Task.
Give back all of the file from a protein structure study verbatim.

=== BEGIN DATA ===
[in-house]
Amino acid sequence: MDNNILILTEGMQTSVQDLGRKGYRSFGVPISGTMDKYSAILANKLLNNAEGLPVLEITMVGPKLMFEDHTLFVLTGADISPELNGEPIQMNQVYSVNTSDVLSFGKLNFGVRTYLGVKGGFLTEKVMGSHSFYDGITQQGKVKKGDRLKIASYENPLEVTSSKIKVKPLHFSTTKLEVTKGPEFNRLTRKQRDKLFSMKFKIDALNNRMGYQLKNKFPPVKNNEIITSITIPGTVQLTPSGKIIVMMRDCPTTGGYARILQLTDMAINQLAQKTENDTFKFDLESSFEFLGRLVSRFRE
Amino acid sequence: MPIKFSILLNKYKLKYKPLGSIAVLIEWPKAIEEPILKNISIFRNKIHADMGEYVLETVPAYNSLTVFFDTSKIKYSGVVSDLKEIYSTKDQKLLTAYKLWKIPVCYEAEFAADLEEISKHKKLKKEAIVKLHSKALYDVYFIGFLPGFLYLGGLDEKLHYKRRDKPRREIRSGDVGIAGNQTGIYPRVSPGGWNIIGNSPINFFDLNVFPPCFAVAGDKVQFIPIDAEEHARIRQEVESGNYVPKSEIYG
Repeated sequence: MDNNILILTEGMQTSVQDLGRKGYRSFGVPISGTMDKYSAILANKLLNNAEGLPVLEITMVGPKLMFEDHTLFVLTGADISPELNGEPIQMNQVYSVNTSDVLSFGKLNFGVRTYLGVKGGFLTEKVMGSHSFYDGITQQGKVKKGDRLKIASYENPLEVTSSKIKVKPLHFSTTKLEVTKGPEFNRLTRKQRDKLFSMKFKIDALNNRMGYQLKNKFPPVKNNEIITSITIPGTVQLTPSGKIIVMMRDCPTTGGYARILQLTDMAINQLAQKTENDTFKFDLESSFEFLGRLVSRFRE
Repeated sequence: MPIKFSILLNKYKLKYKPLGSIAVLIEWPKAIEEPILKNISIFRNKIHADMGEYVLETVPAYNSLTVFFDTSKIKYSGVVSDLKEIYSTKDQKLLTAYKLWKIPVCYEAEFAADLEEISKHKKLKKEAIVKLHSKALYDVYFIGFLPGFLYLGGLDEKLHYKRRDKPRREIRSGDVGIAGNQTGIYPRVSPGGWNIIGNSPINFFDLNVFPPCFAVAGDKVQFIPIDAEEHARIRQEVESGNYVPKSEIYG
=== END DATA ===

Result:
[in-house]
Amino acid sequence: MDNNILILTEGMQTSVQDLGRKGYRSFGVPISGTMDKYSAILANKLLNNAEGLPVLEITMVGPKLMFEDHTLFVLTGADISPELNGEPIQMNQVYSVNTSDVLSFGKLNFGVRTYLGVKGGFLTEKVMGSHSFYDGITQQGKVKKGDRLKIASYENPLEVTSSKIKVKPLHFSTTKLEVTKGPEFNRLTRKQRDKLFSMKFKIDALNNRMGYQLKNKFPPVKNNEIITSITIPGTVQLTPSGKIIVMMRDCPTTGGYARILQLTDMAINQLAQKTENDTFKFDLESSFEFLGRLVSRFRE
Amino acid sequence: MPIKFSILLNKYKLKYKPLGSIAVLIEWPKAIEEPILKNISIFRNKIHADMGEYVLETVPAYNSLTVFFDTSKIKYSGVVSDLKEIYSTKDQKLLTAYKLWKIPVCYEAEFAADLEEISKHKKLKKEAIVKLHSKALYDVYFIGFLPGFLYLGGLDEKLHYKRRDKPRREIRSGDVGIAGNQTGIYPRVSPGGWNIIGNSPINFFDLNVFPPCFAVAGDKVQFIPIDAEEHARIRQEVESGNYVPKSEIYG
Repeated sequence: MDNNILILTEGMQTSVQDLGRKGYRSFGVPISGTMDKYSAILANKLLNNAEGLPVLEITMVGPKLMFEDHTLFVLTGADISPELNGEPIQMNQVYSVNTSDVLSFGKLNFGVRTYLGVKGGFLTEKVMGSHSFYDGITQQGKVKKGDRLKIASYENPLEVTSSKIKVKPLHFSTTKLEVTKGPEFNRLTRKQRDKLFSMKFKIDALNNRMGYQLKNKFPPVKNNEIITSITIPGTVQLTPSGKIIVMMRDCPTTGGYARILQLTDMAINQLAQKTENDTFKFDLESSFEFLGRLVSRFRE
Repeated sequence: MPIKFSILLNKYKLKYKPLGSIAVLIEWPKAIEEPILKNISIFRNKIHADMGEYVLETVPAYNSLTVFFDTSKIKYSGVVSDLKEIYSTKDQKLLTAYKLWKIPVCYEAEFAADLEEISKHKKLKKEAIVKLHSKALYDVYFIGFLPGFLYLGGLDEKLHYKRRDKPRREIRSGDVGIAGNQTGIYPRVSPGGWNIIGNSPINFFDLNVFPPCFAVAGDKVQFIPIDAEEHARIRQEVESGNYVPKSEIYG